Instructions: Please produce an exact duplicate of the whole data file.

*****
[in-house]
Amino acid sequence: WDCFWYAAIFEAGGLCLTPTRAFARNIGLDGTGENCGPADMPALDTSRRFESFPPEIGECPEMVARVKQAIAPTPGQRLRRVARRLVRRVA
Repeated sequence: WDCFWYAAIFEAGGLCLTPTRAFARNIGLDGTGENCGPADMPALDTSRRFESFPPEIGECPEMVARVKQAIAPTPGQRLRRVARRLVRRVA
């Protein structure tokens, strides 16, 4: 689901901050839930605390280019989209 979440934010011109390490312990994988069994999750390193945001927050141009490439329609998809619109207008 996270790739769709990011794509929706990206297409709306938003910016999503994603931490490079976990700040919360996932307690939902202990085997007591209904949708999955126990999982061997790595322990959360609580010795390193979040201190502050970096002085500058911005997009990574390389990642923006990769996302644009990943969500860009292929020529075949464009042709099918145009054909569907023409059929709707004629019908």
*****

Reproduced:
[in-house]
Amino acid sequence: WDCFWYAAIFEAGGLCLTPTRAFARNIGLDGTGENCGPADMPALDTSRRFESFPPEIGECPEMVARVKQAIAPTPGQRLRRVARRLVRRVA
Repeated sequence: WDCFWYAAIFEAGGLCLTPTRAFARNIGLDGTGENCGPADMPALDTSRRFESFPPEIGECPEMVARVKQAIAPTPGQRLRRVARRLVRRVA
């Protein structure tokens, strides 16, 4: 689901901050839930605390280019989209 979440934010011109390490312990994988069994999750390193945001927050141009490439329609998809619109207008 996270790739769709990011794509929706990206297409709306938003910016999503994603931490490079976990700040919360996932307690939902202990085997007591209904949708999955126990999982061997790595322990959360609580010795390193979040201190502050970096002085500058911005997009990574390389990642923006990769996302644009990943969500860009292929020529075949464009042709099918145009054909569907023409059929709707004629019908």